Facing a proposed deficit of almost a million dollars next fiscal year, the Mountain House Community Services District plans to make cuts to save $887,436.
Paul Sensibaugh, the district’s general manager, came to the board of directors on Tuesday and Thursday with a list of ways to save money by reducing nonessential services.
In addition, developer Trimark Communities granted Mountain House a one-time gift of $25,000 to help with budget problems, bringing the total saved to $912,436.
These decisions, while approved by the board, will not be put into effect until the district finalizes the budget at its next board meeting on Wednesday.
“I think it’s going to help a lot,” said Sara Milnes of Citygate Associates, a firm helping the district with its finances. “You can’t have a deficit budget, or you go under. You have to do something in the first year, or you have a problem like the state.”
Sensibaugh said that turning off 75 percent of the street lights along main streets such as Mountain House Parkway and Mascot Boulevard would save $50,000 a year in electric bills and maintenance. Nader Shareghi, the district’s public works director, said that intersections and residential streets would still be well-lit and that this decision will not have a significant effect on safety.
Rejecting an idea to hire a sheriff’s sergeant — who would have been hired through the San Joaquin County Sheriff’s Office and deployed exclusively to Mountain House — will save $244,988.
There is also $234,351 worth of planned savings to the general fund, which includes full-time district employees giving up a 3 percent cost-of-living wage increase. The concession, which Sensibaugh said the employees volunteered for, will save $47,722.
There was also discussion at Thursday’s meeting about imposing salary cuts on those employees, a notion shot down by board members. The district now has 12 full-time workers after eight were laid off in February. One has also resigned.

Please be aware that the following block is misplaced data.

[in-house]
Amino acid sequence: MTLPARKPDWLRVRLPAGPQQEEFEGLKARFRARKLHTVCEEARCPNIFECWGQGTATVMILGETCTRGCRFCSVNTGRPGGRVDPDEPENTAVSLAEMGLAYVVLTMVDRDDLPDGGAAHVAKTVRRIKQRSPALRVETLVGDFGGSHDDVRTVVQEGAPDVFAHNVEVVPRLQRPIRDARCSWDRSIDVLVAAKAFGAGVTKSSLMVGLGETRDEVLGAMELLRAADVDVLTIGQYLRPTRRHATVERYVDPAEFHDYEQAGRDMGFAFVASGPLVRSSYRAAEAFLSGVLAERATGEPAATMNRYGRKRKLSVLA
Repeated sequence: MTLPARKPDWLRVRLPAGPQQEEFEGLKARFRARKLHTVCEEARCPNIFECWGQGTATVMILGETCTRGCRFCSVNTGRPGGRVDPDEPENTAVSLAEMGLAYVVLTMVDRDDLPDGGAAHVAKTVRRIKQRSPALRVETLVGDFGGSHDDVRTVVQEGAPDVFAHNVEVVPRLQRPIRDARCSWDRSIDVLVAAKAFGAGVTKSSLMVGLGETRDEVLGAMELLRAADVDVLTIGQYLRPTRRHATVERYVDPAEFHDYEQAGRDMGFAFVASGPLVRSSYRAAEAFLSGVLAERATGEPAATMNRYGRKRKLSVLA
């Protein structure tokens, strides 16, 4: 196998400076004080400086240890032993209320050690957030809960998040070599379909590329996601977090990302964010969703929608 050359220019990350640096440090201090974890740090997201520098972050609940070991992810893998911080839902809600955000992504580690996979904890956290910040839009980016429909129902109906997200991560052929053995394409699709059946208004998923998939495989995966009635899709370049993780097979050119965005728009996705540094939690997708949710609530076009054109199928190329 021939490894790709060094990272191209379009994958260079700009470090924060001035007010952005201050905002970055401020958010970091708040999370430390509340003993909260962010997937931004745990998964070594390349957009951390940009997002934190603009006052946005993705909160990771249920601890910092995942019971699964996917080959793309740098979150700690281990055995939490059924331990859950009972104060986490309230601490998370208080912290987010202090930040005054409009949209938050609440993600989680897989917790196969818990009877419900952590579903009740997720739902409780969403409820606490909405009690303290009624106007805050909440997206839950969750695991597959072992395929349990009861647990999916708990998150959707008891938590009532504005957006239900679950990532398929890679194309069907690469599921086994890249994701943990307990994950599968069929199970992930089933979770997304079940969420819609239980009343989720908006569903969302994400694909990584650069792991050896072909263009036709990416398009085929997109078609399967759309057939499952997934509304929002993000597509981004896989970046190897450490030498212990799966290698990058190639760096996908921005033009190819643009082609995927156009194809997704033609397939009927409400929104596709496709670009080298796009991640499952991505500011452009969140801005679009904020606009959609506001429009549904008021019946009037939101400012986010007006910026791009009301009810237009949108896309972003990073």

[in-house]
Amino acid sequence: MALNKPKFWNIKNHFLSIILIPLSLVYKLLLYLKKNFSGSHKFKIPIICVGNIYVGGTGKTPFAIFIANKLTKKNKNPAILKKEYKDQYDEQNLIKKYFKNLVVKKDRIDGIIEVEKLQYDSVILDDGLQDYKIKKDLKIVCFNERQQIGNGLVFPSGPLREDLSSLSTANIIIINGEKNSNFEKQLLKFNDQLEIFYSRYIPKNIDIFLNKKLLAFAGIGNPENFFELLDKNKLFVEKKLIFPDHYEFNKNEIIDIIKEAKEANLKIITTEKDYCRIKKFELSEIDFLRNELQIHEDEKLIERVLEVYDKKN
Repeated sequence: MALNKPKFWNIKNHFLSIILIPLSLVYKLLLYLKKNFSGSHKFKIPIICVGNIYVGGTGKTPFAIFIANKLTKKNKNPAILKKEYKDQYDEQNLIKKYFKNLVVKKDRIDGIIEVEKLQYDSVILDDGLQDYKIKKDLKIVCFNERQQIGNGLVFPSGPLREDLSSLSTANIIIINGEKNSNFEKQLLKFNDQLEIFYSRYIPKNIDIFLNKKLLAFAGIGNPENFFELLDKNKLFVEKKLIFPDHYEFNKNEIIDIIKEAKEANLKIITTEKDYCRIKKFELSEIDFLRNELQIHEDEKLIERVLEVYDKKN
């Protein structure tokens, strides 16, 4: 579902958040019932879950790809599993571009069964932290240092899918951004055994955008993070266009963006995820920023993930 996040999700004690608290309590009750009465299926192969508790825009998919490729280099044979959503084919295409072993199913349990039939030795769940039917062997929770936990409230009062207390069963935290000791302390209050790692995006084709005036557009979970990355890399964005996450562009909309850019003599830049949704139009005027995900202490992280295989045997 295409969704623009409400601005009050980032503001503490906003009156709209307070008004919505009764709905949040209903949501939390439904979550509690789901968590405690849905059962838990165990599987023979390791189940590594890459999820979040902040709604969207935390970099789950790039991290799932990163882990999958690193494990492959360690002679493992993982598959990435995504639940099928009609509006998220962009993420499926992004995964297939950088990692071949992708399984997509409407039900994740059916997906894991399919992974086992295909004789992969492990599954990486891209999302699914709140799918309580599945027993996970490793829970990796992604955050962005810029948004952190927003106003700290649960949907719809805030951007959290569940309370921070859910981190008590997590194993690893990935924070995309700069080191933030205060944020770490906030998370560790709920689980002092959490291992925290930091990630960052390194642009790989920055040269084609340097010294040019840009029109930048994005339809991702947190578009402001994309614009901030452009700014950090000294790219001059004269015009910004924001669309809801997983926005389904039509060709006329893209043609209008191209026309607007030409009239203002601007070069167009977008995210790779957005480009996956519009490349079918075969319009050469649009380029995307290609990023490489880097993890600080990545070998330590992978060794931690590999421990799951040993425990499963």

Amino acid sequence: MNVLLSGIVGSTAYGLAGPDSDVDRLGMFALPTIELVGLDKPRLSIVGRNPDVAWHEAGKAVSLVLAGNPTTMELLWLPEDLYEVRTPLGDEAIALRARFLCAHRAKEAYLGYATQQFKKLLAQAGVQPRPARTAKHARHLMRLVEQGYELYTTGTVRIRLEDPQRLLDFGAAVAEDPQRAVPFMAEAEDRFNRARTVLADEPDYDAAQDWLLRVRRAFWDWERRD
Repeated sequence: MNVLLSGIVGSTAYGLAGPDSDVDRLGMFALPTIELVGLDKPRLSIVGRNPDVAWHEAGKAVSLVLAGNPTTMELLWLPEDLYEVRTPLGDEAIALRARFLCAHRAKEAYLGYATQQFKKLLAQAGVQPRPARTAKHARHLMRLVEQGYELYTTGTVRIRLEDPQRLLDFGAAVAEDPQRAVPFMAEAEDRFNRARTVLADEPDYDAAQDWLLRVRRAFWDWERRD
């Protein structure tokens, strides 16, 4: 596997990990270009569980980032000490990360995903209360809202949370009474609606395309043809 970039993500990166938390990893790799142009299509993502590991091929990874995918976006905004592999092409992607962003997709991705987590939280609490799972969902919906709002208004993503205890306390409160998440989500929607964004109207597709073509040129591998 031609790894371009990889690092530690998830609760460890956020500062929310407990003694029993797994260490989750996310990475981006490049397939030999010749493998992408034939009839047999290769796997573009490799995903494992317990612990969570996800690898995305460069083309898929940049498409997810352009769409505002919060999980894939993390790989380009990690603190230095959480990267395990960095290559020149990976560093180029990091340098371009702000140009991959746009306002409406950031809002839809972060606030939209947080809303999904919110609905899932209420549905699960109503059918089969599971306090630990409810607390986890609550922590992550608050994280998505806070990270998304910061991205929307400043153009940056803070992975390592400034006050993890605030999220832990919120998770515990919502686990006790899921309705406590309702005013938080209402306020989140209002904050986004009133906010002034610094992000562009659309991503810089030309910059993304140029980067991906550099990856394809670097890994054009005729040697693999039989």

“We’re adding more workload on them,” board vice president Bernice King Tingle said. “I personally think it would be a slap in the face to suggest that not only do they not take a salary increase, but to give up monies that have also been planned into their budget.”
The district will also cut back on services from Citygate Associates by $48,000.
Less money will be spent on landscaping, freeing up $150,000 from the district’s contract with Valley Crest. The district said this would mean mowing park lawns once a week instead of twice and cutting back on plant trimming.
Mountain House will likely also host fewer events. The budget for public gatherings was slimmed by $25,000 as the district plans to cut ties with AIM Consulting, which helped plan events such as the El Paseo Art and Wine Stroll. Board members said they hoped that gap could partially be filled with volunteers.
Before the proposed revisions, Citygate’s Dwayne Milnes in May projected the service district’s $2 million reserve in 2009-10 would reverse itself, turning into a more than $6 million deficit four years from now.
Even with the changes, Sensibaugh predicts a starting balance of $3.3 million and a four-year balance of $21,363.
“We’re not perfect and we’re not soothsayers, but we feel comfortable, or we would’ve never presented this to the board,” Sensibaugh said. “We try to spend the least we can but provide the best quality.”